SM: Lastly, what can we expect from Native candidates in 2022?

AC: Oh my goodness. We should probably get ready now, because 2020 just flew by. 2020 is going to be here in the blink of an eye. I think something that will be interesting to watch that came up in this cycle was a lot of young people throwing their name in the hat. In Kansas, there was a 26 year old Diné woman who won a seat to the Kansas statehouse and she'll be the state's youngest sitting legislator. In California there was another younger candidate, her name was Jackie Fielder who was running for the California state legislature. She did not win, but she ran a really really great campaign. I think in 2022 what we should see, and what we can probably hope for is to see younger candidates throwing their name in the hat. This election cycle I've seen so many people on social media encouraging others to vote, encouraging others to be politically active. Maybe it will spur some younger Native people to say, 'Maybe I should run for office.' So we'll see what happens in 2022 on that front.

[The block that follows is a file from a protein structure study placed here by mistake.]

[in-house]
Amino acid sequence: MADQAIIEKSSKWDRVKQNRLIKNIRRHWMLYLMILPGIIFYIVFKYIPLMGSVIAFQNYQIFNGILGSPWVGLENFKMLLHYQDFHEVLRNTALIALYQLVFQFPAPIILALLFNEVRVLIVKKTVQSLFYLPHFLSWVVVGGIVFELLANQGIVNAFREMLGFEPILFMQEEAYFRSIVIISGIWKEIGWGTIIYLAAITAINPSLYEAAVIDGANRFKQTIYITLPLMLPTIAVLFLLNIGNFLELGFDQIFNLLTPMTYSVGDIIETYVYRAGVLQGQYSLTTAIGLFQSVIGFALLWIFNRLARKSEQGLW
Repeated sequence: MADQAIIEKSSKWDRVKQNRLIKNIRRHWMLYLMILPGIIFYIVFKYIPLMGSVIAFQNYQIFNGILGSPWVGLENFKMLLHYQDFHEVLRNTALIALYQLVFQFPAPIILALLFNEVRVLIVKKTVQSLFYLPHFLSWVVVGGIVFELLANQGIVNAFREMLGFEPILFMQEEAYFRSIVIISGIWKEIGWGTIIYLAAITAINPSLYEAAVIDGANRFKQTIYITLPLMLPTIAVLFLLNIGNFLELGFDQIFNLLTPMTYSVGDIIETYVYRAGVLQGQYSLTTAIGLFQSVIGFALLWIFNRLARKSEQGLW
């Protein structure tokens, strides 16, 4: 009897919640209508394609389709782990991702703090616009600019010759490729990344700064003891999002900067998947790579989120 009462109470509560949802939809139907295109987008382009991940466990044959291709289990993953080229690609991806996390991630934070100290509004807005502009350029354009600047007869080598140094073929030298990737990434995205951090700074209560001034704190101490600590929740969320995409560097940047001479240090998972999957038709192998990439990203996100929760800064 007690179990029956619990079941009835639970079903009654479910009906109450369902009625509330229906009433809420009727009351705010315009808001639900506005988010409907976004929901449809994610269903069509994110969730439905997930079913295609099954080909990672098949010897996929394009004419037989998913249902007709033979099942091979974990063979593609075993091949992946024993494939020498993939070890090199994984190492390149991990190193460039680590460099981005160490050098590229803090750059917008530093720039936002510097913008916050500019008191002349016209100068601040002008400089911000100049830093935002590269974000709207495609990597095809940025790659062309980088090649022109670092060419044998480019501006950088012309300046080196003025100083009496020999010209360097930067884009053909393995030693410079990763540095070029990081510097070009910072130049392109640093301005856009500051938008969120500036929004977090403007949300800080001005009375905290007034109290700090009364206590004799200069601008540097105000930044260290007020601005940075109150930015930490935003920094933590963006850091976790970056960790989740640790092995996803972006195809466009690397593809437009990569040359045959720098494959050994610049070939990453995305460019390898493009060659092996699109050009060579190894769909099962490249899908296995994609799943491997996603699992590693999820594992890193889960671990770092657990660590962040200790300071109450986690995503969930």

Savannah comes to Wyoming Public Media from NPR’s midday show Here & Now, where her work explored everything from Native peoples’ fraught relationship with American elections to the erosion of press freedoms for tribal media outlets. A proud citizen of the Mashpee Wampanoag tribe, she’s excited to get to know the people of the Wind River reservation and dig into the stories that matter to them.